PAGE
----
Natural gas is a bridge to climate and nature disaster
Posted on 28 March 2023
There is no time for natural gas: A transition directly to renewables is the only way to solve the climate and nature crises. The good news? It’s 100% possible, writes WWF’s Global Energy Lead Dean Cooper.As the IPCC indicated in its latest synthesis report, "There is a rapidly closing window of opportunity to secure a liveable and sustainable future for all. The choices and actions implemented in this decade will have impacts now and for thousands of years."
To have any chance of limiting global warming to 1.5°C and avoiding the most catastrophic impacts of the climate crisis for people and nature, it’s widely accepted that there must be no further oil exploration. So why is gas still being promoted as a so-called ‘transition fuel’?
This is likely in no small part due to the fact that fossil fuel companies just had their most profitable year in history, racking up ~4 trillion USD in profits in 2022 on the backs of higher energy prices as a result of the energy crisis, including record high natural gas prices in some markets. However, the evidence is clear that there is no more time for any fossil fuels before the required move to renewables.
Every year, the World Economic Forum ranks the biggest risks to humanity for the next 10 years. In 2023, all the top 5 risks were a result of direct or indirect impacts from climate change and nature loss. All of these risks are exacerbated by our addiction to fossil fuels, and could be abated by stronger action to address the climate crisis.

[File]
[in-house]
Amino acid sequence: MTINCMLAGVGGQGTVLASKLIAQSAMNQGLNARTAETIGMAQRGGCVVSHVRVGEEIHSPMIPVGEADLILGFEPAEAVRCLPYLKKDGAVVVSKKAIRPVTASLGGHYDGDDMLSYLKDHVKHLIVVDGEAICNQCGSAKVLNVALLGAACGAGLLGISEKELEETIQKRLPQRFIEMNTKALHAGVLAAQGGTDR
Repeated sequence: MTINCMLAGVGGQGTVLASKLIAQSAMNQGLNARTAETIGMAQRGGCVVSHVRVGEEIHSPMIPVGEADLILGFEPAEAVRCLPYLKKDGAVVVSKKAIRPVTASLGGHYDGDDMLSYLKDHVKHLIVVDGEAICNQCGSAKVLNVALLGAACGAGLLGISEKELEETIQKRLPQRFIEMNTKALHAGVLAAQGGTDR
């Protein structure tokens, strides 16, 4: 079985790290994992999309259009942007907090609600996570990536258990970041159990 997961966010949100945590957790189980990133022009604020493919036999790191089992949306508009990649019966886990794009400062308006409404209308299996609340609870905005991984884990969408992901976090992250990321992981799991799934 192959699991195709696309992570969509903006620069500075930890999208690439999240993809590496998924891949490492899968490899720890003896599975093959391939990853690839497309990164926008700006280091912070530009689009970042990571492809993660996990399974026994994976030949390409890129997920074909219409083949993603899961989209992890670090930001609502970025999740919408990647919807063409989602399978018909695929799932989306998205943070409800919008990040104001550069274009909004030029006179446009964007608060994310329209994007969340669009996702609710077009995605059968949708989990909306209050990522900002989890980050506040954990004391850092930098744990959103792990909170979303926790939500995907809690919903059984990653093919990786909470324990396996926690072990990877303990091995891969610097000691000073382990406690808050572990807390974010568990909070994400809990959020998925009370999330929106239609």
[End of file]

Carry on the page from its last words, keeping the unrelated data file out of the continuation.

Did you catch that timeframe? The next 10 years! And yet, many of the world’s leaders talk about these emergencies related to 2050.
If we want to mitigate the top five risks facing humanity, we have to act now to reduce emissions and limit warming to 1.5°C. And this temperature limit is critical – the difference between 1.5°C and 2°C may seem small, but it means more floods, droughts, heatwaves and freezing temperatures, more food insecurity, more extinctions and biodiversity loss – and trillions of dollars lost.
And yet, in the past year, there has been increasing pressure for new natural gas development all over the world. The fossil fuel industry argues that natural gas will be a “bridge” for the energy transition, displacing coal and diesel, and balancing out power grids to help reach targets that are 25+ years away.
The five natural gas mis-truths
There are five commonly touted natural gas facts that are used to argue gas will be a transition fuel. All start from a place of truth, but use these facts to present a false and dangerous narrative – that we need more gas.
The first fact is natural gas combustion does indeed emit less carbon than coal. The IEA’s analysis suggests that on average, coal-to-gas switching reduces emissions by 50% when producing electricity and by 33% when providing heat. But the reality is that even though it emits less, it still emits. Whereas, renewables do not.
There is no room in the earth’s carbon budget to switch from coal to natural gas. According to the IPCC, to give the world a ⅔ chance of limiting warming to 1.5°C, we can only afford to emit ~280 Giga tonnes more CO2. If global emissions stay the same (although they are still rising), we will have emitted all of that by 2029. If the world replaced all coal with natural gas tomorrow, it would mean our carbon budget would run out only 1 year later - still plunging us into climate catastrophe by the end of the decade.